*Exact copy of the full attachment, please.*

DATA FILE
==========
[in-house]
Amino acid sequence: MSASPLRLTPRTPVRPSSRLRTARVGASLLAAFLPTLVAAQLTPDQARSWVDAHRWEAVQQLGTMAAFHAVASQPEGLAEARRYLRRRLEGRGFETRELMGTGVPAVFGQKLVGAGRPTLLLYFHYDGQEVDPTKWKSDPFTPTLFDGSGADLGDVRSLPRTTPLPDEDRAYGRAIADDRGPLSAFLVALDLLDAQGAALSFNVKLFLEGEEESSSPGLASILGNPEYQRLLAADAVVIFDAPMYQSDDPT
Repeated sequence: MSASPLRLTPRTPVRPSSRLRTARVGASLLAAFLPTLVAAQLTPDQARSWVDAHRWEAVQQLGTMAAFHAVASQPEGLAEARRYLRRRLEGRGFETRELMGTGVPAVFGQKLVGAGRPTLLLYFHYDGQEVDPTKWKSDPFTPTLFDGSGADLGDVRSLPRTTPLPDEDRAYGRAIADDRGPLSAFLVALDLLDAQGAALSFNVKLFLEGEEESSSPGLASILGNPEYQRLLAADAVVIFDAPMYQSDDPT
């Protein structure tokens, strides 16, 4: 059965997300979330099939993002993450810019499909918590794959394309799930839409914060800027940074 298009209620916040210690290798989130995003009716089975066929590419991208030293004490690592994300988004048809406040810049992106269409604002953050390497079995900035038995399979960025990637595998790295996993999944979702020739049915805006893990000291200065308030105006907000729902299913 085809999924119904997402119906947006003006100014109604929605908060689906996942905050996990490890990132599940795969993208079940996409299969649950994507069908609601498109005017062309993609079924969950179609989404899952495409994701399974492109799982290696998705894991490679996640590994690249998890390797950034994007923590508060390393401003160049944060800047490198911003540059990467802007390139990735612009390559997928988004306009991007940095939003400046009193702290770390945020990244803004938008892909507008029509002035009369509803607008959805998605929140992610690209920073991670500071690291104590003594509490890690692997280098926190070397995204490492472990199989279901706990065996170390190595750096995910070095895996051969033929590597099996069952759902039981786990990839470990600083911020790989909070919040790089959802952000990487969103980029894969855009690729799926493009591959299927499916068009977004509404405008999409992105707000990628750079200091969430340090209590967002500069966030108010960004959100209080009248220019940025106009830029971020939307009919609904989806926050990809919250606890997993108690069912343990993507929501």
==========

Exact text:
[in-house]
Amino acid sequence: MSASPLRLTPRTPVRPSSRLRTARVGASLLAAFLPTLVAAQLTPDQARSWVDAHRWEAVQQLGTMAAFHAVASQPEGLAEARRYLRRRLEGRGFETRELMGTGVPAVFGQKLVGAGRPTLLLYFHYDGQEVDPTKWKSDPFTPTLFDGSGADLGDVRSLPRTTPLPDEDRAYGRAIADDRGPLSAFLVALDLLDAQGAALSFNVKLFLEGEEESSSPGLASILGNPEYQRLLAADAVVIFDAPMYQSDDPT
Repeated sequence: MSASPLRLTPRTPVRPSSRLRTARVGASLLAAFLPTLVAAQLTPDQARSWVDAHRWEAVQQLGTMAAFHAVASQPEGLAEARRYLRRRLEGRGFETRELMGTGVPAVFGQKLVGAGRPTLLLYFHYDGQEVDPTKWKSDPFTPTLFDGSGADLGDVRSLPRTTPLPDEDRAYGRAIADDRGPLSAFLVALDLLDAQGAALSFNVKLFLEGEEESSSPGLASILGNPEYQRLLAADAVVIFDAPMYQSDDPT
């Protein structure tokens, strides 16, 4: 059965997300979330099939993002993450810019499909918590794959394309799930839409914060800027940074 298009209620916040210690290798989130995003009716089975066929590419991208030293004490690592994300988004048809406040810049992106269409604002953050390497079995900035038995399979960025990637595998790295996993999944979702020739049915805006893990000291200065308030105006907000729902299913 085809999924119904997402119906947006003006100014109604929605908060689906996942905050996990490890990132599940795969993208079940996409299969649950994507069908609601498109005017062309993609079924969950179609989404899952495409994701399974492109799982290696998705894991490679996640590994690249998890390797950034994007923590508060390393401003160049944060800047490198911003540059990467802007390139990735612009390559997928988004306009991007940095939003400046009193702290770390945020990244803004938008892909507008029509002035009369509803607008959805998605929140992610690209920073991670500071690291104590003594509490890690692997280098926190070397995204490492472990199989279901706990065996170390190595750096995910070095895996051969033929590597099996069952759902039981786990990839470990600083911020790989909070919040790089959802952000990487969103980029894969855009690729799926493009591959299927499916068009977004509404405008999409992105707000990628750079200091969430340090209590967002500069966030108010960004959100209080009248220019940025106009830029971020939307009919609904989806926050990809919250606890997993108690069912343990993507929501």